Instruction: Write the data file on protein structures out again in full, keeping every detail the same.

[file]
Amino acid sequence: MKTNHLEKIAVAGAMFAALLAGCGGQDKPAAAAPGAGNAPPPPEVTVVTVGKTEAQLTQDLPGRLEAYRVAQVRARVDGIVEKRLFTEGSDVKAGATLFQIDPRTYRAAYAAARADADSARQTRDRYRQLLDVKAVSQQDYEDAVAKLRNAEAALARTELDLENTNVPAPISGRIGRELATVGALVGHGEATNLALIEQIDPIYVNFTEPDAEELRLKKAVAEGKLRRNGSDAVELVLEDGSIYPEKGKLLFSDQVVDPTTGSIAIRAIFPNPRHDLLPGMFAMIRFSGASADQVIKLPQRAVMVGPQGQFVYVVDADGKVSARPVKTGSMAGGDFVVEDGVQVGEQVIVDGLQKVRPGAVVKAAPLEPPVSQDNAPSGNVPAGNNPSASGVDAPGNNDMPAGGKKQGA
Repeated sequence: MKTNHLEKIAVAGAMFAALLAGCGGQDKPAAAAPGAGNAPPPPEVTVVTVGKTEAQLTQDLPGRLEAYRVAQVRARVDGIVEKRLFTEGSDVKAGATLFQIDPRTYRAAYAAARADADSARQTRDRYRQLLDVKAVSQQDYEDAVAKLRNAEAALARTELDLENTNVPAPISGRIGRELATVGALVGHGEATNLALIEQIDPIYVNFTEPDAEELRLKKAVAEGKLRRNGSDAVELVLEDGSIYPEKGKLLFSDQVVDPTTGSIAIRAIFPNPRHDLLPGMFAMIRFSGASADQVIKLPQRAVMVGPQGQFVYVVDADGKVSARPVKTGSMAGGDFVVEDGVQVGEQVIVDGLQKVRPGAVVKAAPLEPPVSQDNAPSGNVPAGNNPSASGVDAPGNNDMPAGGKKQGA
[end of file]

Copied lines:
Amino acid sequence: MKTNHLEKIAVAGAMFAALLAGCGGQDKPAAAAPGAGNAPPPPEVTVVTVGKTEAQLTQDLPGRLEAYRVAQVRARVDGIVEKRLFTEGSDVKAGATLFQIDPRTYRAAYAAARADADSARQTRDRYRQLLDVKAVSQQDYEDAVAKLRNAEAALARTELDLENTNVPAPISGRIGRELATVGALVGHGEATNLALIEQIDPIYVNFTEPDAEELRLKKAVAEGKLRRNGSDAVELVLEDGSIYPEKGKLLFSDQVVDPTTGSIAIRAIFPNPRHDLLPGMFAMIRFSGASADQVIKLPQRAVMVGPQGQFVYVVDADGKVSARPVKTGSMAGGDFVVEDGVQVGEQVIVDGLQKVRPGAVVKAAPLEPPVSQDNAPSGNVPAGNNPSASGVDAPGNNDMPAGGKKQGA
Repeated sequence: MKTNHLEKIAVAGAMFAALLAGCGGQDKPAAAAPGAGNAPPPPEVTVVTVGKTEAQLTQDLPGRLEAYRVAQVRARVDGIVEKRLFTEGSDVKAGATLFQIDPRTYRAAYAAARADADSARQTRDRYRQLLDVKAVSQQDYEDAVAKLRNAEAALARTELDLENTNVPAPISGRIGRELATVGALVGHGEATNLALIEQIDPIYVNFTEPDAEELRLKKAVAEGKLRRNGSDAVELVLEDGSIYPEKGKLLFSDQVVDPTTGSIAIRAIFPNPRHDLLPGMFAMIRFSGASADQVIKLPQRAVMVGPQGQFVYVVDADGKVSARPVKTGSMAGGDFVVEDGVQVGEQVIVDGLQKVRPGAVVKAAPLEPPVSQDNAPSGNVPAGNNPSASGVDAPGNNDMPAGGKKQGA